He went from stage 2 to 7 in 10 months.

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That certainly is an accelerated decline. Unfortunately there is no predictable time frame for any stage. Did he experience a traumatic event? A surgery, for instance. That could cause a rapid decline. Normally the disease progresses over a 8 to 20 year time. What indications have you noticed that makes you believe he is in stage 7? What specific symptoms do you see? Keep in mind that dementia presents itself not so much in stages but as a continuum. No single behavior defines what stage a person may be in. He may show a stage 7 symptom but may actually be in 6 or even 5. You have to look at the big picture. But even 5 or 6 would be a rapid progression from 2.
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Reply to sjplegacy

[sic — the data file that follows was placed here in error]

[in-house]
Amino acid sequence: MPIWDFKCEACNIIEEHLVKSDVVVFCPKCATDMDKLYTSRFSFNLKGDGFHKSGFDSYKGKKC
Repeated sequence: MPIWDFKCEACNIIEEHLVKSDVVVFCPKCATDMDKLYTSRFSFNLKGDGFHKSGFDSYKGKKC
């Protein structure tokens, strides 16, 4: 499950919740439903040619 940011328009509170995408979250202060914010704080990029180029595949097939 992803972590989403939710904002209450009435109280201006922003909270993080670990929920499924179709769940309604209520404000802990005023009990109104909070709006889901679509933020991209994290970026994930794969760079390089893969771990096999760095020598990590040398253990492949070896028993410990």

There is no life expectancy to any measurable extent. You can be given averages such as "given a diagnosis of _________the expectancy is 5-8 years". Over all that isn't very helpful. Moreover Docs are often hesitant to give you "expectancy" after having been "held to them" by distraught survivors ("But you SAID she had 4 More YEARS" for instance). As my cancer doctor said when I asked if I should take a certain medication or not "Oh.I don't know. It's anything but an exact science" and then smiled and said "I can only say that to you because you're a nurse. People want answers. So I give them answers".
Much also depends upon condition over all, and then on the amount of exercise and good living the person is able to maintain. It has been found that even in macular degeneration now, a sedentary lifestyle brings it on earlier. So there are so many things that figure in. There is EVEN the fact that a person requiring say a general anesthesia for a procedure can deteriorate very rapidly.
The best one to give you SOME idea of your own question regarding a particular individual is likely the doctor following that person.
Best of luck; hope you get some sort of answer.
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Reply to AlvaDeer

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